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John’s Believe It Or Not… June 3rd

In 1935 – On to Ottawa Trek begins. In 1989 Crackdown at Tiananmen begins. In 1965 An American walks in space. In 1956 Rock and roll is banned in Santa Cruz. In 1937 Josh Gibson hits ball 580 feet in Yankee Stadium.

John Fioravanti Stands at the front of his classroom in 2006

It’s Saturday Again! Did you know…

* June 3, 1935 – On to Ottawa Trek.   (In 1935, about 1,500 residents of federal Unemployment Relief Camps in British Columbia went on strike and traveled by train and truck to Vancouver, Regina, and Ottawa to protest poor conditions in the Depression-era camps. The strike leaders were eventually arrested, resulting in the violent Regina Riot. In early April 1935, during the Great Depression, a strike and protest by Unemployment Relief Camp workers was organized by the Workers’ Unity League (WUL) and led by WUL officer Arthur “Slim” Evans. The League was affiliated with the international Communist movement. The protest was motivated by concern for improved conditions and benefits in the camps, and the apparent reluctance of the federal government to provide work and wages programs. In Vancouver, the strikers organized themselves into divisions, undertook alliances with civic, labor, ethnic and political groups, held demonstrations, and spoke with government officials, among them British Columbia premier Dufferin T. Pattullo and Mayor Gerald McGeer. The two-month protest included the occupation of the Hudson’s Bay store and the city museum and library and a May Day parade of some 20,000 strikers and supporters to Stanley Park. When local governments refused to take responsibility for the strikers’ welfare, and when the men themselves began to grow restless at the apparent failure of their protest, Evans and his associates decided to take the movement to Ottawa. On 3 June, more than 1,000 strikers began the “On to Ottawa Trek,” determined to inform the nation of their cause and to lay complaints before Parliament and Prime Minister R.B. Bennett.)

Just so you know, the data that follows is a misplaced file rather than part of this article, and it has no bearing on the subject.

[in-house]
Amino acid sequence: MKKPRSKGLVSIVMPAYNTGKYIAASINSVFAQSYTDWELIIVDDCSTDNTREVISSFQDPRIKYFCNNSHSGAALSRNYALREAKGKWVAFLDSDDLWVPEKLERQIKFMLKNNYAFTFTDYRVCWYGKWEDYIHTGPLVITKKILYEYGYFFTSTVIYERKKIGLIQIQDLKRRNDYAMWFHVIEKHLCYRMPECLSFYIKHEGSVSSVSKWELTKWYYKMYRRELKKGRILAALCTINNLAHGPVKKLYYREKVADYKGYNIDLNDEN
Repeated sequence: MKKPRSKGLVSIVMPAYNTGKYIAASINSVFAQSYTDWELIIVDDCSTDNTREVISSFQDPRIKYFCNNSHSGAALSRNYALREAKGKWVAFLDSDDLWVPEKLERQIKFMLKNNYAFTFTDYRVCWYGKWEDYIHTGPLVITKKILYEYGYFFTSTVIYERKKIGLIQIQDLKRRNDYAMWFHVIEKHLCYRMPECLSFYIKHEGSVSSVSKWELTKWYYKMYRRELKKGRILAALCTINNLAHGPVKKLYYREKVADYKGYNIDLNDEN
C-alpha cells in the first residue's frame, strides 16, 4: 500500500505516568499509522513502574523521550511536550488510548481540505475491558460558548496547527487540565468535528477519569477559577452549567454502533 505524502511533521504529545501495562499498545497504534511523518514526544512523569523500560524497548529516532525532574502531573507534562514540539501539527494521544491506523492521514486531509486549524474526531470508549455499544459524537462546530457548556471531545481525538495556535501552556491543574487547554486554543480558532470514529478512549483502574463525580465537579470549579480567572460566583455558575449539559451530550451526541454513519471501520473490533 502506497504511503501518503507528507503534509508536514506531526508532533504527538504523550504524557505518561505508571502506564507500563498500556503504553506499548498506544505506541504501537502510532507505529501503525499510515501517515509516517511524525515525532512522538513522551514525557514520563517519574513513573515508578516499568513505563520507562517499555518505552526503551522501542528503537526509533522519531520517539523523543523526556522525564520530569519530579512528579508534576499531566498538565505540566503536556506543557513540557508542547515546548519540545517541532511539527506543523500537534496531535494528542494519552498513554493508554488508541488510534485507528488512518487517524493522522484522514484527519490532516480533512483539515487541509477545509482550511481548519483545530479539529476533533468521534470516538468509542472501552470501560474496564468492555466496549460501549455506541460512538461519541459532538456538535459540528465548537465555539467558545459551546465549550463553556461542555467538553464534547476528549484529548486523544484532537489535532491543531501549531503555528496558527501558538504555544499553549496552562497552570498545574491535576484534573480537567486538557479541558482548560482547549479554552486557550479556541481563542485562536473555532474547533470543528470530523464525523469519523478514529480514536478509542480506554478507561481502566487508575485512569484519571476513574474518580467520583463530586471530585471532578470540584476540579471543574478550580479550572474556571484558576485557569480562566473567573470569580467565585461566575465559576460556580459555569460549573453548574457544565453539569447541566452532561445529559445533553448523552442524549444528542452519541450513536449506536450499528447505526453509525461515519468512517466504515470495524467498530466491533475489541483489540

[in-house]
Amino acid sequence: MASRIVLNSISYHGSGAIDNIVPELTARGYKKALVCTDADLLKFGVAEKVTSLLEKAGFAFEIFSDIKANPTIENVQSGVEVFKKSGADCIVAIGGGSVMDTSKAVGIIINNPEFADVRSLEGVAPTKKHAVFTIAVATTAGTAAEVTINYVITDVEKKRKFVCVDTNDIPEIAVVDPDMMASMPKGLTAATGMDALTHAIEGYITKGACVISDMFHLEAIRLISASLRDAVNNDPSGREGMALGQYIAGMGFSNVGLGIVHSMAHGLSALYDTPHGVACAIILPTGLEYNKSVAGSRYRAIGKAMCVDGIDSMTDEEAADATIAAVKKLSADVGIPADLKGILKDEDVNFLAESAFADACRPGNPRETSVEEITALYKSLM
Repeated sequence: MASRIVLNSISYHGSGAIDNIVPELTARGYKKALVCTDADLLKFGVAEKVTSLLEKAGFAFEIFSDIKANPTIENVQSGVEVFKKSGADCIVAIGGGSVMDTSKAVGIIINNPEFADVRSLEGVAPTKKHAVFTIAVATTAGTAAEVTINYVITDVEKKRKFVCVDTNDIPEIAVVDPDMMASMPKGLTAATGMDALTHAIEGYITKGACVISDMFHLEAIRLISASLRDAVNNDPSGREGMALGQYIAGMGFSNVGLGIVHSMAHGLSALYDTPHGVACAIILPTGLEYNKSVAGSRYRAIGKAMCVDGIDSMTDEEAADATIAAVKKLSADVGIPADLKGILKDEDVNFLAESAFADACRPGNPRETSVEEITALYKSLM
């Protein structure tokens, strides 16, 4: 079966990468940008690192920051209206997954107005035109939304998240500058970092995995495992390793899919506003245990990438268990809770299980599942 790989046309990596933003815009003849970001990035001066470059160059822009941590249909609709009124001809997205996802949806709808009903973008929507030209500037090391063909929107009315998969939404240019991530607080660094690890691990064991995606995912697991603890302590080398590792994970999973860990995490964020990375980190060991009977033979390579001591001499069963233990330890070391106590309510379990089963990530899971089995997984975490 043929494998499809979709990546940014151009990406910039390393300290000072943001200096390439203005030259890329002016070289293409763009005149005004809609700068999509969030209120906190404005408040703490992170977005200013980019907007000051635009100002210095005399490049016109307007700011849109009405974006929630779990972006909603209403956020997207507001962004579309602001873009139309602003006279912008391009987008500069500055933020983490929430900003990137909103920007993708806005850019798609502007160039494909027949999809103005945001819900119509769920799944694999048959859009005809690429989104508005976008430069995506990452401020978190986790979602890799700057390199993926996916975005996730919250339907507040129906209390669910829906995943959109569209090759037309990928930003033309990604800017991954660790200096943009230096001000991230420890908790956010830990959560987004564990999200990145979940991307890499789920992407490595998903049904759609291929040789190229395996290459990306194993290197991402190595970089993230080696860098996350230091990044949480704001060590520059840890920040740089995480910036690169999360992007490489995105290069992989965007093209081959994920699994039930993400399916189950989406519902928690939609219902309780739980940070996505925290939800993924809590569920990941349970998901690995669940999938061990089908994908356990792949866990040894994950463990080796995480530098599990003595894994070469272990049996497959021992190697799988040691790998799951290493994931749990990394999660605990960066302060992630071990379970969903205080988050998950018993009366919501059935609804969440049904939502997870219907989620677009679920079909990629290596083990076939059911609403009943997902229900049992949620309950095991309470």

On to Ottawa Trek, Kamloops,
On to Ottawa Trek, Kamloops. (Past Tense)